We work hard at school, get jobs and have children. We always look on the bright side of life and rarely spend time planning for the unthinkable scenarios or that was certainly my mentality. I was driven and my career was something I was proud of.
At 23 I became a mother and was already a main board director of a UK Call Centre. I juggled executive life and a baby with the help of a full time nanny. Little did I know that six weeks after my second child Florence was born that life would never be the same.
Apart from falling down the stairs at 12 weeks pregnant on the morning Princess Diana died my pregnancy was a dream. At just six weeks old Florence suffered a major apnoea attack. She was blue and not breathing and I had no idea what to do or what was happening. The ambulance crew on arrival suggested it was a brain related infection and struggled to get her to breath.
Many episodes followed and in fact at her baptism she had to be resuscitated on the dinning room table. Flo was diagnosed with gastro-oesophageal reflux, which was causing these life-threatening attacks so doctors decided the only option was surgery. The surgery means anything that goes into her stomach cannot come out again and so she chokes every time she tries to be sick.
I thought that this period would be the end of it, but it was just the beginning. Flo's muscle development was slow; she was prone to infections and failed to thrive. Going to school proved a challenge too. One day she had an episode leaving her unable to speak, her mouth dropped and she began retching and gagging because she couldn't be sick it was just like she was having a stroke. When she woke up the next day in hospital it was as if nothing had happened.
Flo had frequent attacks where she would loose her vision and start retching and numb all down one side. The attacks would wipe her out for a week or two. She became very anxious and didn't want to leave the house or let me leave.
No full diagnosis even eight years on despite vast testing and a cocktail of un licensed drugs for her age. Some doctors say it's a complex form of Hemiplegic migraine some think its porphyria, a type of liver disease. Testing continues.
I had to give up my career and become fulltime mother not easy for a workaholic. Flo was excluded from school, which was devastating and has been home tutored since 8. It wasn't quite what I had planned in my book of life!
My eldest Emily now 21 who had been my rock throughout at 17 was diagnosed with Addison's disease, a condition that causes acute fatigue, weight loss and palpitations. It hit me like a tone of bricks. You cannot legislate for such bad fortune. I was traumatized. Emily had a few tricky years post diagnosis until drugs got things control to regulate her adrenal and pituitary glands but her condition is largely under control thanks to medication. She is in the last weeks of studying for a law degree at Durham University and I am so proud of her getting through it all when many would have given up.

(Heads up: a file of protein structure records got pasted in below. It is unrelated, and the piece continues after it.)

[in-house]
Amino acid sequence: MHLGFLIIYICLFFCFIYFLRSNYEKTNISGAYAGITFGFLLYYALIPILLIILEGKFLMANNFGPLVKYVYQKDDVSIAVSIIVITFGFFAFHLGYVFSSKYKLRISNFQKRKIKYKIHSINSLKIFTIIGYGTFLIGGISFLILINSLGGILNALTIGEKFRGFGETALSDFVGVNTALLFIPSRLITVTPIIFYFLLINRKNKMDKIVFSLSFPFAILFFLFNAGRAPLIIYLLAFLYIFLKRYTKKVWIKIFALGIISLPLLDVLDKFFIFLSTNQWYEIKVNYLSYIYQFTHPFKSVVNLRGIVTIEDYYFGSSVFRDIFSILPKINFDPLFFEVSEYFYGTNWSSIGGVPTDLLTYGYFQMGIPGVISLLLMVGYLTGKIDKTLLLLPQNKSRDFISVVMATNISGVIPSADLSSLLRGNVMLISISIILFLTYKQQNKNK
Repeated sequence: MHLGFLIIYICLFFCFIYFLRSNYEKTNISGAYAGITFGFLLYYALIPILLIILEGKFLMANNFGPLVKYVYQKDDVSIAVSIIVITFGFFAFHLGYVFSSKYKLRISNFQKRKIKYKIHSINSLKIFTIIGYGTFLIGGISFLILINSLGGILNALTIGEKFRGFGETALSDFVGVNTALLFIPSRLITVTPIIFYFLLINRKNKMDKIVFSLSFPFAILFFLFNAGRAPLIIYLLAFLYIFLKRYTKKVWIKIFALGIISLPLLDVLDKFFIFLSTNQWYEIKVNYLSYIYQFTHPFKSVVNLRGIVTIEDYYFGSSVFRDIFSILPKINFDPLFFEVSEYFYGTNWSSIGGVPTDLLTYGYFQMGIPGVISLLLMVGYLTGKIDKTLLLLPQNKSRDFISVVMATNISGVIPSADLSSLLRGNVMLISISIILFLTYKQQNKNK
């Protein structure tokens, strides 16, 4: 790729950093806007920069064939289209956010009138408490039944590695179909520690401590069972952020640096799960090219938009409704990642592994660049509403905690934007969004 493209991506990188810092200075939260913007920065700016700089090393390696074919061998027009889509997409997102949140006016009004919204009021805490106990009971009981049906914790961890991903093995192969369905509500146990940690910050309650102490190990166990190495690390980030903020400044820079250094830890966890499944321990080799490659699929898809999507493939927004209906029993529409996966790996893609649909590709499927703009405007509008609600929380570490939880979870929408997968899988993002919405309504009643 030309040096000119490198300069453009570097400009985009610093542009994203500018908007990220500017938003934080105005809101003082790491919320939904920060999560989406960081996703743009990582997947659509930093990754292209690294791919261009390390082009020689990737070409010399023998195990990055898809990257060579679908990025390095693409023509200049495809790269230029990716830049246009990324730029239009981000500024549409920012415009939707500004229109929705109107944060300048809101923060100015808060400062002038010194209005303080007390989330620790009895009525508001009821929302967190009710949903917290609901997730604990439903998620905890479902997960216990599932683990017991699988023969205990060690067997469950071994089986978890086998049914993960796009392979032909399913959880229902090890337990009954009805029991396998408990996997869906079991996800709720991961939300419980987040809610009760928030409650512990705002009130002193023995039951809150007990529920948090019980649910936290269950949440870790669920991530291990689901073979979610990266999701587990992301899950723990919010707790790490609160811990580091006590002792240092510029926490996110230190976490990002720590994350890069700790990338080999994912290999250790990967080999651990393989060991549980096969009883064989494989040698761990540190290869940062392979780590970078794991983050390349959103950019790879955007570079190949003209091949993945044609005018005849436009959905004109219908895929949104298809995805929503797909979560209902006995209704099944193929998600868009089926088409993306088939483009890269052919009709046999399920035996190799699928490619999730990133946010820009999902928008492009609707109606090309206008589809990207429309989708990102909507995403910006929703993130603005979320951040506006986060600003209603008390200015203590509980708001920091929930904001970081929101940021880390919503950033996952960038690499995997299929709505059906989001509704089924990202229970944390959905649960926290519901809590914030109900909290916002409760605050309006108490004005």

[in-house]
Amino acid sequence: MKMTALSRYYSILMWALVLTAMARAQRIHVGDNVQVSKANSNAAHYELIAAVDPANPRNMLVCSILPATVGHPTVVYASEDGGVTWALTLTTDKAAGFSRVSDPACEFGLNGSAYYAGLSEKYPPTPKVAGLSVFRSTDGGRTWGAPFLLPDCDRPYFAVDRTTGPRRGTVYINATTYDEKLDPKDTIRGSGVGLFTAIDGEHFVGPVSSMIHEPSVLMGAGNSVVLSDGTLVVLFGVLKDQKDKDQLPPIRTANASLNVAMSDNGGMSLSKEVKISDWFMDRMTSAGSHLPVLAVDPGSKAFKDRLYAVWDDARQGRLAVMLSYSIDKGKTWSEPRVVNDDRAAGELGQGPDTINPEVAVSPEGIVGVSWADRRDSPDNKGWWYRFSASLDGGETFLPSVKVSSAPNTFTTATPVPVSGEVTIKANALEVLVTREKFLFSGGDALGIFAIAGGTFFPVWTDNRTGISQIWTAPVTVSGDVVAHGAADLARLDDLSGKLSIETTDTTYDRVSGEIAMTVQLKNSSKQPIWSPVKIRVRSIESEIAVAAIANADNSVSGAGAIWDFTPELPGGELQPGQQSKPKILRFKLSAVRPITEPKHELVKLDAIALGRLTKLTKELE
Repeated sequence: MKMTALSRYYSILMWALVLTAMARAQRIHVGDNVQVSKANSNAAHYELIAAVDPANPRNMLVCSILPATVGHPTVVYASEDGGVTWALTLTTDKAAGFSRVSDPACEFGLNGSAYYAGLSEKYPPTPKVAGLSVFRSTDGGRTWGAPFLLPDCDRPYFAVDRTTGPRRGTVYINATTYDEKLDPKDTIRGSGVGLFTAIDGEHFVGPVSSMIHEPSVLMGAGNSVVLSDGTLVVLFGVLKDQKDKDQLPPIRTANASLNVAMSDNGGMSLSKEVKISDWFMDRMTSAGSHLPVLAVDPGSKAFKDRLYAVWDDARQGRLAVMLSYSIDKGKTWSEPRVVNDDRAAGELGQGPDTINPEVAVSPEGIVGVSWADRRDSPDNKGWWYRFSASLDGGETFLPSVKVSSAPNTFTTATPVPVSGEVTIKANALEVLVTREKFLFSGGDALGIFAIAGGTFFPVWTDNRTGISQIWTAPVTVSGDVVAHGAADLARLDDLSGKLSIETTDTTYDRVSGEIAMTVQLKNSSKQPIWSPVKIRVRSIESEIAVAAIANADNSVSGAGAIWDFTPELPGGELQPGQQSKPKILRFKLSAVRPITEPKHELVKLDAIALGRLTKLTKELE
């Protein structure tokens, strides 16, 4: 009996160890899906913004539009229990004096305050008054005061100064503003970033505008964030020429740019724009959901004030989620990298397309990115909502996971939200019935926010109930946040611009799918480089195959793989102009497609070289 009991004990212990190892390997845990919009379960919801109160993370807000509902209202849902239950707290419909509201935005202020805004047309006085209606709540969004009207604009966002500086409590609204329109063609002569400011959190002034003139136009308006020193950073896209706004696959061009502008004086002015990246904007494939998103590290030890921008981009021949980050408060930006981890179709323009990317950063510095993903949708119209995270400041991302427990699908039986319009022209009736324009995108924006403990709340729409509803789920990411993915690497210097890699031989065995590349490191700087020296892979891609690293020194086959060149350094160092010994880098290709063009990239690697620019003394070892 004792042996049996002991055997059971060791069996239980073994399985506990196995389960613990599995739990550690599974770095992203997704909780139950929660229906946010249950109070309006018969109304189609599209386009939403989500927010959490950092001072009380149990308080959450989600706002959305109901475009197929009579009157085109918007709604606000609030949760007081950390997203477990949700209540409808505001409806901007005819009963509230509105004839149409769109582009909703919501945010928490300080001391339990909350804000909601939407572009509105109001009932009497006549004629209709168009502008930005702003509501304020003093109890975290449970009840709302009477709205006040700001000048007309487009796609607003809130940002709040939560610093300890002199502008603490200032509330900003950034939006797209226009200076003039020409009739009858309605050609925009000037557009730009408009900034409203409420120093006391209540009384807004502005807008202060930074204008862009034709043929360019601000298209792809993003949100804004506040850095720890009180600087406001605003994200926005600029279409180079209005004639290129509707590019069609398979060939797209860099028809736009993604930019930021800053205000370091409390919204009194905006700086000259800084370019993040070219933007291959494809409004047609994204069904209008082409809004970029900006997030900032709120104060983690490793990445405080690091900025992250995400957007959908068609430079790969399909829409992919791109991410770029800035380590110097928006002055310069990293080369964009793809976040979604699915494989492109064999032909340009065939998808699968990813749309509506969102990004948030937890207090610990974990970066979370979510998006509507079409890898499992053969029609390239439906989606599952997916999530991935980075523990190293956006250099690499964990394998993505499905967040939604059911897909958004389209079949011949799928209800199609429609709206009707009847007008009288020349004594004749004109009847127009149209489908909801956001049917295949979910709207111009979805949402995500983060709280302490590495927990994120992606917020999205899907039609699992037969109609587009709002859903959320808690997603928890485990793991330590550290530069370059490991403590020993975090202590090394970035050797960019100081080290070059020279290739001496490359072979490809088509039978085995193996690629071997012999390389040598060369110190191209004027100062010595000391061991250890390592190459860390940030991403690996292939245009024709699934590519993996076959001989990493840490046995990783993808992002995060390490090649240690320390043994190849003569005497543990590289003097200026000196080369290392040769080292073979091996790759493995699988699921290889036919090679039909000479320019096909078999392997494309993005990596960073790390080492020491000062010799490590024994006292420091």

You have to try and make a positive out of a bad situation so along came Herbie Hound. Flo in particular loves animals and was so upset after their Jack Russell Belle died so I decided to get a new puppy soon after which we called Herbie. He has a big personality and was my inspiration to create stories and animations called the Hilarious Adventures of Herbie Hound for children aged three to five and share him with the world.
My stories aim to be fun and to help children to learn. Herbie, for instance, speaks a bit of French since he is a French breed of pup with a British upbringing. The main message is that everyone is special. I think we need to be more positive about ourselves and others. " We are all special " is our mission statement. Each book and animation has an interactive aspect with bite size learning throughout. Superstar Pets were commissioned to turn my stories into animation. They have previously worked on animations for BBC Children in Need, Simon Cowell and Michael Ball among others so I knew they were up for the job!
A sense of adventure, fun, and positivity yet with a calming and interactive element is what bloggers are quoting. The books are very engaging and parents and children can both join in. Herbie Hound goes to school launched a week ago in London with the endorsement of Atomic Kitten - Natasha Hamilton a mum herself to four. Some of the profits from the series will go to the Dog's Trust and Birmingham Children's Hospital who ultimately saved Flo's life.
The 2nd Herbie Hound Adventure, "goes to the Farm" will be out at the end of May. The series is being reviewed by the BBC and has been submitted to Milkshake too.
You can buy the animations and books on line www.herbiehound.co.uk follow the links on our sales page.
We have big plans for Herbie Hound including a Charity Celebrity Christmas single and episode. As well as toys, games and much more. Please get behind this project and help spread some specialness around the world.